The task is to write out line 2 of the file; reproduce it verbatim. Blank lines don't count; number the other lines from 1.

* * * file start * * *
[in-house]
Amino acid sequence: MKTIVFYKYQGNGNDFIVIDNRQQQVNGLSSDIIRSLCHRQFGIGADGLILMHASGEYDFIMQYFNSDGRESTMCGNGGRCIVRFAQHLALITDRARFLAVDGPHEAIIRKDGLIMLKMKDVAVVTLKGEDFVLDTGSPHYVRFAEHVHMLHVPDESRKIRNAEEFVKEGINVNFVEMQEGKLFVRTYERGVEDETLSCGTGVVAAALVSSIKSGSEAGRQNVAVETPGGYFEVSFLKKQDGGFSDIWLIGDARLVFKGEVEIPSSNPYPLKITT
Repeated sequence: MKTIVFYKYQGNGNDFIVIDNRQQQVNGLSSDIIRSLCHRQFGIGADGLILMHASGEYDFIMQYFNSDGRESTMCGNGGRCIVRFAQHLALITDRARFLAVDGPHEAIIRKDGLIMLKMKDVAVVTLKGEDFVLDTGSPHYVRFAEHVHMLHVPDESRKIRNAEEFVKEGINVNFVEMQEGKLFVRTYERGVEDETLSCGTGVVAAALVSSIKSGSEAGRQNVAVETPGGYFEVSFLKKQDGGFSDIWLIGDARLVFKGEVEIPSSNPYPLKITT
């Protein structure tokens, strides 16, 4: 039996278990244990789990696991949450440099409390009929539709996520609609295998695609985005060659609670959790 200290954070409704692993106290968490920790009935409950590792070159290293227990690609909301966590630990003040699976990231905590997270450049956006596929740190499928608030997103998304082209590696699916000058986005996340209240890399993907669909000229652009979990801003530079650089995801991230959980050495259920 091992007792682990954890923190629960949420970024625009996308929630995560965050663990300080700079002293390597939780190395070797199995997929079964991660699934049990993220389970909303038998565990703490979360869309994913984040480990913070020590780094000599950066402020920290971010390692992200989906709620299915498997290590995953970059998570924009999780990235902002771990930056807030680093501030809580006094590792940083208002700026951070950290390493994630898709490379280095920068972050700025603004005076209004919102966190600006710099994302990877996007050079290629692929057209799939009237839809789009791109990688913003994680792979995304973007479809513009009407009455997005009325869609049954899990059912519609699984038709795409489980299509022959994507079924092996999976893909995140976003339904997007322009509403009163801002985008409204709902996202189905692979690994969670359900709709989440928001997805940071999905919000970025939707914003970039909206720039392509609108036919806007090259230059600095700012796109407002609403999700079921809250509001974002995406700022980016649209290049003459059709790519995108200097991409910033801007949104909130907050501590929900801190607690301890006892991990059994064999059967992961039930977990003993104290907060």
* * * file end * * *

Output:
Amino acid sequence: MKTIVFYKYQGNGNDFIVIDNRQQQVNGLSSDIIRSLCHRQFGIGADGLILMHASGEYDFIMQYFNSDGRESTMCGNGGRCIVRFAQHLALITDRARFLAVDGPHEAIIRKDGLIMLKMKDVAVVTLKGEDFVLDTGSPHYVRFAEHVHMLHVPDESRKIRNAEEFVKEGINVNFVEMQEGKLFVRTYERGVEDETLSCGTGVVAAALVSSIKSGSEAGRQNVAVETPGGYFEVSFLKKQDGGFSDIWLIGDARLVFKGEVEIPSSNPYPLKITT